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High mortgage rates and last year’s elevated home prices forced some would-be homebuyers out of the DFW housing market. To riff off the adage, “One man’s loss is another man’s gain,” in this case, “The homebuying market’s loss is the rental market’s gain.”

Despite a nationwide 38.2 percent decrease year over year in home sales in December 2022, the DFW region still had the highest increase in population of any U.S. metropolitan area, adding more than 170,000 people according to the most recent census data. So, if people aren’t buying homes, but they are moving to this area, where are they living? For many, the benefits of renting outweighed homebuying, and the recent rise of build-to-rent homes proves it.

Last year, eight of the country’s top ten metro areas for build-to-rent homes hit decade highs for the construction of new homes. Dallas is second highest on that list. With the construction of nearly 2,800 new build-to-rent homes last year, five times higher than the previous year, Dallas sits behind Phoenix for growth of build-to-rent homes in the last five years.

This shouldn’t come as a shock when considering the region’s influx of residents and low unemployment rate—the perfect formula for a robust market. When paired with the high home prices and rising interest rates, consumers and developers are left with opportunity.

For developers, it’s an opportunity to centralize an increasingly high demand for rental properties within a designated locale—most commonly in the suburbs of major cities such as Dallas. The simplicity in design and operation also make it easy for developers to oversee and uphold the rental operations of these properties and align them with the practices applied to conventional multifamily assets. The work we do at ONM Living is a great example. By offering single-family detached and cottage-style rental homes in our communities, we’re able to provide renters with long-term, affordable living solutions to those in any stage of life. We’re also able to meet the unique demands of different markets.

For younger single and newly married consumers, build-for-rent is a low-risk opportunity to get acquainted with the community before committing to a more substantial investment. For older consumers, it’s an opportunity to gain access to the same amenities as single-family homes but with less commitment and reduced upkeep.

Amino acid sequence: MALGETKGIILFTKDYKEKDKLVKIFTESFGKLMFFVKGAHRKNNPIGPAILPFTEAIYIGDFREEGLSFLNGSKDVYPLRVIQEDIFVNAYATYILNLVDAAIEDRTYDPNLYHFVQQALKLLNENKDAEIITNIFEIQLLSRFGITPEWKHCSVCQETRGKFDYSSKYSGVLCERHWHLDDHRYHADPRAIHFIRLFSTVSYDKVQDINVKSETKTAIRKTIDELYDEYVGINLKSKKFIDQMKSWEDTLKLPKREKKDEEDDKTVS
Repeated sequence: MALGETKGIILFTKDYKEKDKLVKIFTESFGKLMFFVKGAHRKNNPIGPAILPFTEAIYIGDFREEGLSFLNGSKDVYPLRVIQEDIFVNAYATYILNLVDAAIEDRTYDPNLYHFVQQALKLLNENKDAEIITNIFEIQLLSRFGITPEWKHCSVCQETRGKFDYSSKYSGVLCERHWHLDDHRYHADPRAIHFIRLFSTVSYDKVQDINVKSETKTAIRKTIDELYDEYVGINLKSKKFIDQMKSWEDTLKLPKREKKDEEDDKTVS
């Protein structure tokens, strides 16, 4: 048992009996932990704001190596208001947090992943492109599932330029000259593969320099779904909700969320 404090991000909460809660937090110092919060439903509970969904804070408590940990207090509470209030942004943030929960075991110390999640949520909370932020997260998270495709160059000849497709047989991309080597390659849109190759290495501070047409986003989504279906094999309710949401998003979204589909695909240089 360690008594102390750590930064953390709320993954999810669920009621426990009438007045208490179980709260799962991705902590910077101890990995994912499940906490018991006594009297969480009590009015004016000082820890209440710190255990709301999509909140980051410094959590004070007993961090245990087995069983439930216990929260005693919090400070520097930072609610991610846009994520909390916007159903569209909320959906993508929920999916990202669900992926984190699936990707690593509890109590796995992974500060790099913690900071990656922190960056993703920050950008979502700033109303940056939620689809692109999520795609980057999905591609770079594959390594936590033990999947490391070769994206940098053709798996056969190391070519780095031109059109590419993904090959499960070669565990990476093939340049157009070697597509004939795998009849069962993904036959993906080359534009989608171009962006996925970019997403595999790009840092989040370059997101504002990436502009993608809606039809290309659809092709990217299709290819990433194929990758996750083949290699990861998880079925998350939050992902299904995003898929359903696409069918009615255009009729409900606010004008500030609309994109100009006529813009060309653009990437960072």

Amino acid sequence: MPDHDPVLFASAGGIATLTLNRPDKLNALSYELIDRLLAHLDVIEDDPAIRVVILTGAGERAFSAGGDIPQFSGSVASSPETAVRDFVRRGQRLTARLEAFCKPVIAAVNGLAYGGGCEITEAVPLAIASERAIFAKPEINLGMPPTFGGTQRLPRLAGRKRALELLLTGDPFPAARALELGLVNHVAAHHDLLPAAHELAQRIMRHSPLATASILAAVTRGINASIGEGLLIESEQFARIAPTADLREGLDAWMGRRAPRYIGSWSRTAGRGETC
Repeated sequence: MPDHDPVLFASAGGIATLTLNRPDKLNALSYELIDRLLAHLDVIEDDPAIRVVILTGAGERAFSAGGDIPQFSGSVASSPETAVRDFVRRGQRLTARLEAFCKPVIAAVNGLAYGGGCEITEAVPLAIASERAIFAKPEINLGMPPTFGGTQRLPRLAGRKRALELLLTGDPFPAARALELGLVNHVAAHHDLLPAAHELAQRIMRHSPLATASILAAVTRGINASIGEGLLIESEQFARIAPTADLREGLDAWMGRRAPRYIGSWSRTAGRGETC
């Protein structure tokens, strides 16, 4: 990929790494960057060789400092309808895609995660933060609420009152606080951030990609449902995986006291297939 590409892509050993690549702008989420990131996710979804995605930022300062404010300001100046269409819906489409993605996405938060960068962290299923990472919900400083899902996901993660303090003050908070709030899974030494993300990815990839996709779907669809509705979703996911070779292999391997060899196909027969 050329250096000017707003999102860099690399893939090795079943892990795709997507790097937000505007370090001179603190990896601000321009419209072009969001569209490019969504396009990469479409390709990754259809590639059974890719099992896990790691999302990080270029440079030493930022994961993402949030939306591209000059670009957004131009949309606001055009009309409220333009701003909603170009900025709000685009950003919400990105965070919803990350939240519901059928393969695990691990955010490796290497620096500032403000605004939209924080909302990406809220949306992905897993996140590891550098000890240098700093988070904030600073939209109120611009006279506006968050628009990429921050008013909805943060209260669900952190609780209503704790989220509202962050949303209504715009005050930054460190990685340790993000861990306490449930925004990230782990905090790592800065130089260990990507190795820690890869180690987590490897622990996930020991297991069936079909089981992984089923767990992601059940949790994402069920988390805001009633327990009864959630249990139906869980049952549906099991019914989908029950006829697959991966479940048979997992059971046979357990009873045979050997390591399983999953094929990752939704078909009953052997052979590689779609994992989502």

Even in a market as healthy as Dallas, the days of double-digit home price increases couldn’t last forever. This past March, DFW home prices fell 1.2 percent from 2022, leading to the first year-over-year decline in the region since 2012. And while lower home prices could certainly help spark more activity in the homebuying market again, it’s going to take time. After all, home prices are only half of the equation. The other half—interest rates—continue to serve as a catalyst for the “wait-and-see” mentality that’s preventing a lot of would-be homebuyers from buying homes.

So, if home prices do start to drop, interest rates remain high, and the demand for build-to-rent properties continues to increase, what can consumers and developers expect heading into 2024? An uptick in homes for sale and build-to-rent properties. What’s less apparent, at least for now, is the benefit of combining build-for-rent homes with for-sale single-family homes in a single community.

For developers, integrating build-for-rent homes into a single-family community helps maximize the potential of a community, specifically by making the most of the available land. Higher renewal rates and easy renovations or correctional work also serve as benefits of combining build-for-rent and single-family homes and by appealing to a wider assortment of clientele, these communities are also better equipped for turnover.

For consumers, the existence of build-for-rent homes and for-sale single-family rentals offers greater flexibility to meet their varying circumstances and housing needs. It caters to those who might not be able to afford a down payment on a home but still want a sense of home ownership that comes with a backyard or those who want to settle down and make a long-term investment in a growing real estate market while still maintaining a heightened sense of community. And the fact that these are all managed properties is just one more benefit and one less thing for consumers to worry about. It’s win-win.

Zac Thompson is the president of ONM Living, a Grapevine-based real estate investment and development firm focused on planning, building and operating rental communities throughout Texas.